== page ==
And what have fat people who exercise and eat a healthy diet been saying? Granted, it's not scientific, it's anecdotal, but I would think if you get enough anecdotal evidence, it would be worth looking at scientifically and not manipulating the results to say what the food industry, diet industry, and big pharma want it to say (yeah, I know, I'm living in a dream world here, they pay for the studies, so of course the studies are going to say what they want them to).
What's more, the number of misconceptions propagated about the most basic research can be staggering. Researchers will be suitably scientific describing the limitations of their own experiments, and then will cite something as gospel truth because they read it in a magazine. The classic example is the statement heard repeatedly that 95 percent of all dieters never lose weight, and 95 percent of those who do will not keep it off. This will be correctly attributed to the University of Pennsylvania psychiatrist Albert Stunkard, but it will go unmentioned that this statement is based on 100 patients who passed through Stunkard's obesity clinic during the Eisenhower administration.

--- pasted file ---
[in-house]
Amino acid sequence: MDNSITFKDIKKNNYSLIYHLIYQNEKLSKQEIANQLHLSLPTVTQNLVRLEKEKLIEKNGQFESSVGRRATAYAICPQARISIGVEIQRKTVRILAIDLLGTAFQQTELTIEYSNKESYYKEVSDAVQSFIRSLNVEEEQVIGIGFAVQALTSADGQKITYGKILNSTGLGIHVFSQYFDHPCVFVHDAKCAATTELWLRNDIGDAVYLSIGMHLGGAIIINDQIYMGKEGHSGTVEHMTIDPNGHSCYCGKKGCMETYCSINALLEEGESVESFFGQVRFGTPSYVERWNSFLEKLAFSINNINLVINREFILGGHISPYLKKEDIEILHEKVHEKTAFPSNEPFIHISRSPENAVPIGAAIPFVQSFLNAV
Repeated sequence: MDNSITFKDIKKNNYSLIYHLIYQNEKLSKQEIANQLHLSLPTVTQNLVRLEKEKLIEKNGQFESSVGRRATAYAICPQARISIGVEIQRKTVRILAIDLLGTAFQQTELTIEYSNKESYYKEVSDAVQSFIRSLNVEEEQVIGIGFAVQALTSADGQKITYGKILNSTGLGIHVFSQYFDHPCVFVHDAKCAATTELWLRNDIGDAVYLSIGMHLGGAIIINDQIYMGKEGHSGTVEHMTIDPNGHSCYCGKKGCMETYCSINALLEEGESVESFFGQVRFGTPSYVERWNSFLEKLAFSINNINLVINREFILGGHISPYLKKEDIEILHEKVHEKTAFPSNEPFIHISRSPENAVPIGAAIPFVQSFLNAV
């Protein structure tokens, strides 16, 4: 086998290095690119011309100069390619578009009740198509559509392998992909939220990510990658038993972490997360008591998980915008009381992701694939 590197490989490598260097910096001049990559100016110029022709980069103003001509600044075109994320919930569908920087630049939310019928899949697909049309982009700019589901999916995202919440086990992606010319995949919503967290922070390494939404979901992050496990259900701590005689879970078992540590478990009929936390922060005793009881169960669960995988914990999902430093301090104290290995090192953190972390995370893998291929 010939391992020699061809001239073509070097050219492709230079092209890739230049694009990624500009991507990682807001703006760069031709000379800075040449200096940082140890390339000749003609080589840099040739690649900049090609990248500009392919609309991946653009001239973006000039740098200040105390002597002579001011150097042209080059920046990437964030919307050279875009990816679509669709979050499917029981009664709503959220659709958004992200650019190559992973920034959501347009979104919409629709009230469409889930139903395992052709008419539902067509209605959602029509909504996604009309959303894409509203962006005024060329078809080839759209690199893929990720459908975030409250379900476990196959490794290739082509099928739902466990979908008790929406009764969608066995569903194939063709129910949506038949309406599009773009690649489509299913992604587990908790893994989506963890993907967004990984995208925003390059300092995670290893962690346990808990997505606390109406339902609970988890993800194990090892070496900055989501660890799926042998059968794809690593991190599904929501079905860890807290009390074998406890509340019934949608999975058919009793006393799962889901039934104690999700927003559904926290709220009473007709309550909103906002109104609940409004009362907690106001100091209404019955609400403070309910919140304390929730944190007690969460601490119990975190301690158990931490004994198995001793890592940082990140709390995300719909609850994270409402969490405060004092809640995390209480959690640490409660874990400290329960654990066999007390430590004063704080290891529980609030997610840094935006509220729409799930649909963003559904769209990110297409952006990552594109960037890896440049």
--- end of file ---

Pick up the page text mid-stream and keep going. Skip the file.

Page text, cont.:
Ok, now we know where the 95% number came from, and that is a very small original number on which to base dieting statistics. But, if it is false, and people can diet to lose weight and keep it off, why don't Jenny Craig, Weight Watchers, NutriSystem, and others tell us what their stats are for people who have lost weight and kept it off more than 5 years? Could it be that those 100 people are more representative of the population as a whole than the 5% who lost weight and kept it off?